Opening credits

Like its parent series The Cosby Show, A Different World altered its opening credit sequence at least slightly almost every season. Kadeem Hardison is the only person featured in every variation of the opening credits.

  • Season 1 – Joint and individual scenes featuring Lisa Bonet (Denise), Marisa Tomei (Maggie), Dawnn Lewis (Jalessa), and Kadeem Hardison (Dwayne) frolicking on the campus of Hillman College. Jasmine Guy (Whitley) and Loretta Devine (Stevie) are named but not shown, nor is Mary Alice (Lettie) when she replaces Devine. Episode 22 removes the names of Hardison, Guy and Devine/Alice, replacing them with Ted Ross (Dr. Harris) and Vernee Watson-Johnson (Carla). The theme song is sung by Dawnn Lewis.
  • Season 2 – Series of individualized scenes featuring Jasmine Guy, Dawnn Lewis, Kadeem Hardison, Mary Alice, Darryl M. Bell (Ron), Sinbad (Walter), Charnele Brown (Kim), Cree Summer (Freddie), and Glynn Turman (Col. Taylor). Lisa Bonet and Marisa Tomei are not present. The theme song has been slightly altered and is now sung by Aretha Franklin.
  • Season 3 – Same as Season 2, except Lou Myers (Mr. Gaines) replaces Mary Alice.
  • Season 4 – Same as Season 3.
  • Season 5 – Same as Season 4, except Sinbad is removed, and Darryl M. Bell's scene is re-shot to reflect this.
  • Season 6 – Completely new series of individualized scenes. Dawnn Lewis is removed. Many of Jasmine Guy's and Kadeem Hardison's scenes are together, reflecting Whitley & Dwayne's new marital status. Charnele Brown and Lou Myers share scenes. Ajai Sanders (Gina), Jada Pinkett (Lena), and Karen Malina White (Charmaine) are added. Dominic Hoffman (Julian), Gary Dourdan (Shazza), Patrick Malone (Terrell), Bumper Robinson (Dorian), and Jenifer Lewis (Dean Davenport) are not named but clearly shown. The ending sequence features the cast, directors,including Debbie Allen, and writers coming together in a circle. The theme song has again been slightly altered and is sung by Boyz II Men.

Cosby connections

As a show developed by Bill Cosby for a character from The Cosby Show, A Different World naturally had many connections to its parent program, even before the latter program was created. The third-season finale of The Cosby Show, entitled "Hillman", was essentially a pilot episode for the new show.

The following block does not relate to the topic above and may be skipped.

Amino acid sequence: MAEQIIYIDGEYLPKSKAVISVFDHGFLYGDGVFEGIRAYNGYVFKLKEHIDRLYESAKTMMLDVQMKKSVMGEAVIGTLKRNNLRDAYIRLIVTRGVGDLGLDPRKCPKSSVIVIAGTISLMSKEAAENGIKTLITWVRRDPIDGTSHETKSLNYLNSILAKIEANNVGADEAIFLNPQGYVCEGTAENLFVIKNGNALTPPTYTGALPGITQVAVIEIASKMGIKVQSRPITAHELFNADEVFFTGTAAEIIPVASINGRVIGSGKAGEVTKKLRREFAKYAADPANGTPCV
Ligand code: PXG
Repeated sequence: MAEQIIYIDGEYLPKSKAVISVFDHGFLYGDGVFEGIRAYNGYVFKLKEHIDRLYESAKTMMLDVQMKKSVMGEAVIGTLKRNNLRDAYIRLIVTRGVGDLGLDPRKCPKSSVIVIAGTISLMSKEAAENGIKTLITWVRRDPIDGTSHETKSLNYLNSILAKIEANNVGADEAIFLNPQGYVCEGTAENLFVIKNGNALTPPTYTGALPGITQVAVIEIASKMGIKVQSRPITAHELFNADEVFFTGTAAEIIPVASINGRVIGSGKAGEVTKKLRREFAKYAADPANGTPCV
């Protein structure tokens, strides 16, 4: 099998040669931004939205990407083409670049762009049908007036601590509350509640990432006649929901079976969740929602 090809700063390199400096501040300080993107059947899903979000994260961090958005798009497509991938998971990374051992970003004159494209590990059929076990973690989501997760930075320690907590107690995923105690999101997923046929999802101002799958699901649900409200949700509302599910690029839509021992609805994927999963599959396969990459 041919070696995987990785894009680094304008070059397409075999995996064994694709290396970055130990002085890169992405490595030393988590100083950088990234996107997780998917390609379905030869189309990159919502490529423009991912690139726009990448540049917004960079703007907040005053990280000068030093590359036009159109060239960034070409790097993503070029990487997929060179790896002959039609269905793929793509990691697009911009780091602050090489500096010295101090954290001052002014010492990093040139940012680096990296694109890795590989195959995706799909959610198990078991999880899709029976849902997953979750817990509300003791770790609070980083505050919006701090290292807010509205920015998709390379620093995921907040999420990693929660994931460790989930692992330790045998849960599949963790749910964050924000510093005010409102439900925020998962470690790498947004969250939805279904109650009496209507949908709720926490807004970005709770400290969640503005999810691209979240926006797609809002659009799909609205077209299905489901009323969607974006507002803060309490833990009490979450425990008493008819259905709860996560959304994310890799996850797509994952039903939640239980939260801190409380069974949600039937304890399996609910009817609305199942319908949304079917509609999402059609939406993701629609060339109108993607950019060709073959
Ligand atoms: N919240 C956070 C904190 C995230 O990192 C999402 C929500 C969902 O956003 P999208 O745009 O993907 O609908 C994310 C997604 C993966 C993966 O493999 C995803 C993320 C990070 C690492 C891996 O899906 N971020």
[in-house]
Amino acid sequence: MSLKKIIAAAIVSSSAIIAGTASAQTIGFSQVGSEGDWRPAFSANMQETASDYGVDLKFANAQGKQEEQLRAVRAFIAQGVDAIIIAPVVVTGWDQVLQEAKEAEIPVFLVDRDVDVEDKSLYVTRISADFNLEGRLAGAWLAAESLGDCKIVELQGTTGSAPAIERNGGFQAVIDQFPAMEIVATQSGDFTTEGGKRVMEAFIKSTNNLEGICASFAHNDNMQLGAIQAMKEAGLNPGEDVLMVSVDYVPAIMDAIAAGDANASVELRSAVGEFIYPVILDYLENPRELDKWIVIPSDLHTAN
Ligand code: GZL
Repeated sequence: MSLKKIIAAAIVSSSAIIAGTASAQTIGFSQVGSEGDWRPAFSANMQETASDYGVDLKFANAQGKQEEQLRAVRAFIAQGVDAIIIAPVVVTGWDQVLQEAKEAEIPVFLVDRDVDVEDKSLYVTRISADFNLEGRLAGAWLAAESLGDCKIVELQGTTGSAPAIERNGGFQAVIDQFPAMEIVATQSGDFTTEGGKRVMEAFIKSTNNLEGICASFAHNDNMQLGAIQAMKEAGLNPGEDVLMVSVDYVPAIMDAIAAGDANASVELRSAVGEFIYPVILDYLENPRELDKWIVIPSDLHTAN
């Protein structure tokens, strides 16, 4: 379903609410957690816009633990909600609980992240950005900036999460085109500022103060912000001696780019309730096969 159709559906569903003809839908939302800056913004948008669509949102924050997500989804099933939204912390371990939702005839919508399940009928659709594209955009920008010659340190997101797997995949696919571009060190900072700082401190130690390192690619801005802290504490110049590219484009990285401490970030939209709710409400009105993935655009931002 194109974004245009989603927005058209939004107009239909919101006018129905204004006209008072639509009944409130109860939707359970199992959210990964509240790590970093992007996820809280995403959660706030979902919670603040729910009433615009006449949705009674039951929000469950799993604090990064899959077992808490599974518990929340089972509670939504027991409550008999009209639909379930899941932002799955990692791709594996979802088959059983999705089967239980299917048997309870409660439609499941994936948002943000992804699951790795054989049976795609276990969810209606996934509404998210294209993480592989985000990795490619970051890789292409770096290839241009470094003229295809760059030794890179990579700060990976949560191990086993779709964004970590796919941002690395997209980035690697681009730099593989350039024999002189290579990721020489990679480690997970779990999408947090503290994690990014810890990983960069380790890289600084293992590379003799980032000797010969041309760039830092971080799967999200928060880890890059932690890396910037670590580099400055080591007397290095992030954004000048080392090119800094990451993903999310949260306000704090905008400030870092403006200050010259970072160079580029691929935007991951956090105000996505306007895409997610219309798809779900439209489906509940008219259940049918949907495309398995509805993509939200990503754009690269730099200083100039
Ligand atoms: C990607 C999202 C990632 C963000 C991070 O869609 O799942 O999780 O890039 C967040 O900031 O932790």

The theme song was co-written by Stu Gardner, Bill Cosby, and Dawnn Lewis — who was a cast member. In the online interviews related to the 2006 "Hillman College Reunion," Lewis revealed that her being approached to write the song and to audition were two separate events that occurred within a short time of each other, such that she thought it was a practical joke by her friends. The song was performed by Phoebe Snow in Season 1, by Aretha Franklin in Seasons 2 through 5, and Boyz II Men in Season 6.

The spin-off program featured many appearances by characters from the parent program, especially in the initial season, in which Denise's father, mother, younger sisters Vanessa and Rudy, brother Theo, and grandfather Russell all appeared on the show, either at Hillman or at the other end of a phone call. Denise's departure from Hillman after Season 1 did not stop her mother from reappearing on the show. Three of Phylicia Rashād's four appearances as Hillman alumna Clair Huxtable took place after Season 1, and in one of these, she brought her younger daughter Vanessa to tour the college.

Producer/director Debbie Allen is the sister of Phylicia Rashād. Allen made one guest appearance on The Cosby Show, playing an aggressive aerobics instructor who helps Clair Huxtable (Phylicia Rashad) slim down for a special occasion. Allen appeared in later seasons as Whitley's psychiatrist. Dwayne and Whitley also visited the Huxtable home in an episode featuring the revelation that Denise had married and would not return to Hillman.